The graceful silhouette of a woman comes into view. Away from the darkness, she is revealed in a figure-hugging, beautifully crafted cheongsam or qípáo dress. Poised and graceful, with her hair always meticulously coiffed, she looks exquisite as she glides through the interior surroundings, whether a winding alleyway, a cramped restaurant or narrow stairwell.
It is 1960’s Hong Kong, a man and a woman move into adjacent apartments with their respective spouses only to discover that their ever-absent spouses are involved in an affair. Tied to their traditions, a complex bond emerges as they cope with their sadness.
The film is called In the Mood for Love (2000) and stars Maggie Cheung and Tony Chiu Wai Leung. It is director Wong Kar Wai’s biggest hit, garnering him multiple Best Foreign Film Awards. It is a beautiful film, a visual treat for the eyes. The director paints us a journey with this enchanting exploration of unrequited love, silent passion and loss to the haunting, recurring refrain of Mike Galasso and Shigeru Umebayashi’s Yumeji’s Theme.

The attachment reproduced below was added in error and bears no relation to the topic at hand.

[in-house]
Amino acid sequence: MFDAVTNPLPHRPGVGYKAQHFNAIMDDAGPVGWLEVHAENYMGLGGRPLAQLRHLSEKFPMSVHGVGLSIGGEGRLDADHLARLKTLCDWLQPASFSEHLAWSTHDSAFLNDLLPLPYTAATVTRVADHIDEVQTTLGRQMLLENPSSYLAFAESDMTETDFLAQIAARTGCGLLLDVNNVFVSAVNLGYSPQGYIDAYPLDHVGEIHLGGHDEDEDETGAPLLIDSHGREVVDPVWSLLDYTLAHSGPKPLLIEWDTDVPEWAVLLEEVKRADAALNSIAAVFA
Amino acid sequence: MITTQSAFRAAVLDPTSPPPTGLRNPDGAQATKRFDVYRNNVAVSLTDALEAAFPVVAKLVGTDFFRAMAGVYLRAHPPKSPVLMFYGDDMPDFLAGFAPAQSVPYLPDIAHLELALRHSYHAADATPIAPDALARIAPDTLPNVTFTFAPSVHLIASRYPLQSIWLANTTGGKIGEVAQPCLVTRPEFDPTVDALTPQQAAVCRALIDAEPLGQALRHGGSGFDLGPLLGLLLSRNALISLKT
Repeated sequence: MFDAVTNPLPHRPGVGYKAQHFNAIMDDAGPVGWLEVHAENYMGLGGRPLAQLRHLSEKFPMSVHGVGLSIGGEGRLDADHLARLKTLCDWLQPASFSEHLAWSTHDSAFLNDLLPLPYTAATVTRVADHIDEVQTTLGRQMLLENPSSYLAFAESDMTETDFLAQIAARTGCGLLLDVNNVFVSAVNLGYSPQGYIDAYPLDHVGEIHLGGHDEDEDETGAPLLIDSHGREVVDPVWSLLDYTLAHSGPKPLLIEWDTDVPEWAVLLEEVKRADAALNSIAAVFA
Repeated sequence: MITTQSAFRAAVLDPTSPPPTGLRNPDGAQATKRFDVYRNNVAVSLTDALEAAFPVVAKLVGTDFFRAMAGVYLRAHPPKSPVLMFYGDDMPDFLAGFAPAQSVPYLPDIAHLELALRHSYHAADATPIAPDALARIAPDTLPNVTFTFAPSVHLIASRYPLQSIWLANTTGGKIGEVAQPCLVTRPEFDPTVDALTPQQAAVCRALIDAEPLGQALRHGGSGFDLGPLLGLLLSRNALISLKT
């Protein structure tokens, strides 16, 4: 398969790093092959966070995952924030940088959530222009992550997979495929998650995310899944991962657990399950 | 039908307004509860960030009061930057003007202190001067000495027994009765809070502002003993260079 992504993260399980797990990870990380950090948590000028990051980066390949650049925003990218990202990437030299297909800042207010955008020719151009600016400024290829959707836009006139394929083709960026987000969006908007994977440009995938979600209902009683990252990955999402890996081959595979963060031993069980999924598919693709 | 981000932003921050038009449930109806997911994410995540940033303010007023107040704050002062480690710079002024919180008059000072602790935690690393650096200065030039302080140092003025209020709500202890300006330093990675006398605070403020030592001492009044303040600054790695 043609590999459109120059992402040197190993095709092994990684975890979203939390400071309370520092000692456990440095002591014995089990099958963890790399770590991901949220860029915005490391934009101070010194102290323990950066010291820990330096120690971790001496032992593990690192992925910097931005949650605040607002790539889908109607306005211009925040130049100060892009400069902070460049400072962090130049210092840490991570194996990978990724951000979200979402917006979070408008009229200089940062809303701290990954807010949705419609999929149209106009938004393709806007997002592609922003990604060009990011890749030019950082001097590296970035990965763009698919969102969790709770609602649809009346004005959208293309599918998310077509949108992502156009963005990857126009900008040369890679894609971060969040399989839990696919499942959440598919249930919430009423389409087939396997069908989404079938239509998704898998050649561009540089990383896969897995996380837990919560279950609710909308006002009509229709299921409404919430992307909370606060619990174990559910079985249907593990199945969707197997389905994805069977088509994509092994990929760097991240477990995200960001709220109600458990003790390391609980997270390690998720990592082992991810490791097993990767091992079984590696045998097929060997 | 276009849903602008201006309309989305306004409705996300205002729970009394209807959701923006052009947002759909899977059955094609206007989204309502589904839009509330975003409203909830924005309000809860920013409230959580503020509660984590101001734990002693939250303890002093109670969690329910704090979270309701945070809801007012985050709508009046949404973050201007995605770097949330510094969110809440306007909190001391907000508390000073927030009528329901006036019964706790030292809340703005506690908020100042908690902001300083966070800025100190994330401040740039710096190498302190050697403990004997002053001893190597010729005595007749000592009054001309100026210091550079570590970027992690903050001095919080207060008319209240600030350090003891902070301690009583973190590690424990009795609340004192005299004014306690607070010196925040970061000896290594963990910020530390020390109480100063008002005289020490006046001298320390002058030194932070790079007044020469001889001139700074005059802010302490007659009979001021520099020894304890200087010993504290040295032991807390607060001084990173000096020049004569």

The director has made it clear that the film is not so much about an affair between two neighbours, saying that it is far more interested in social etiquette and tendencies than such obtuse topics as cheating.
The stunning art direction in this film was remarkably managed by Christopher Doyle, the cinematographer and William Chang Suk-ping who is credited with the production and costume design, and make-up. The remarkable shots in this film are grand master strokes, beautiful paintings created by the director himself, in rich, sumptuous colours and tangible textures.
Wong Kar Wai creates for us an atmosphere with the use of light, music, colour and space. There is a melancholic, dream-like quality that creates a nostalgic atmosphere about the film and it is pure enchantment to watch. Waves of emotion are suggested without the use of words. Such a sensitive film with understated qualities is rare. I am reminded old Hollywood in scenes throughout, an evocative yet restrained sensuality as the two share nothing more than furtive glances, coy smiles and quiet conversations, with only the use of facial expressions to imply changes in mood or communication.
The costumes are exquisite, I am enchanted by the beautiful qípáo dresses Ms. Cheung wears. There were 46 dresses made in all, not all made the final cut. Ms. Cheung wears a total of 20-25 dresses for the whole film. The dresses play a very important role in the film. The dresses are beautiful and elegant and throughout the film they appear to be undaunted by the emotional strife beneath the impeccable façade. They also work as visual companions to the painstakingly and beautifully assembled sets and interiors.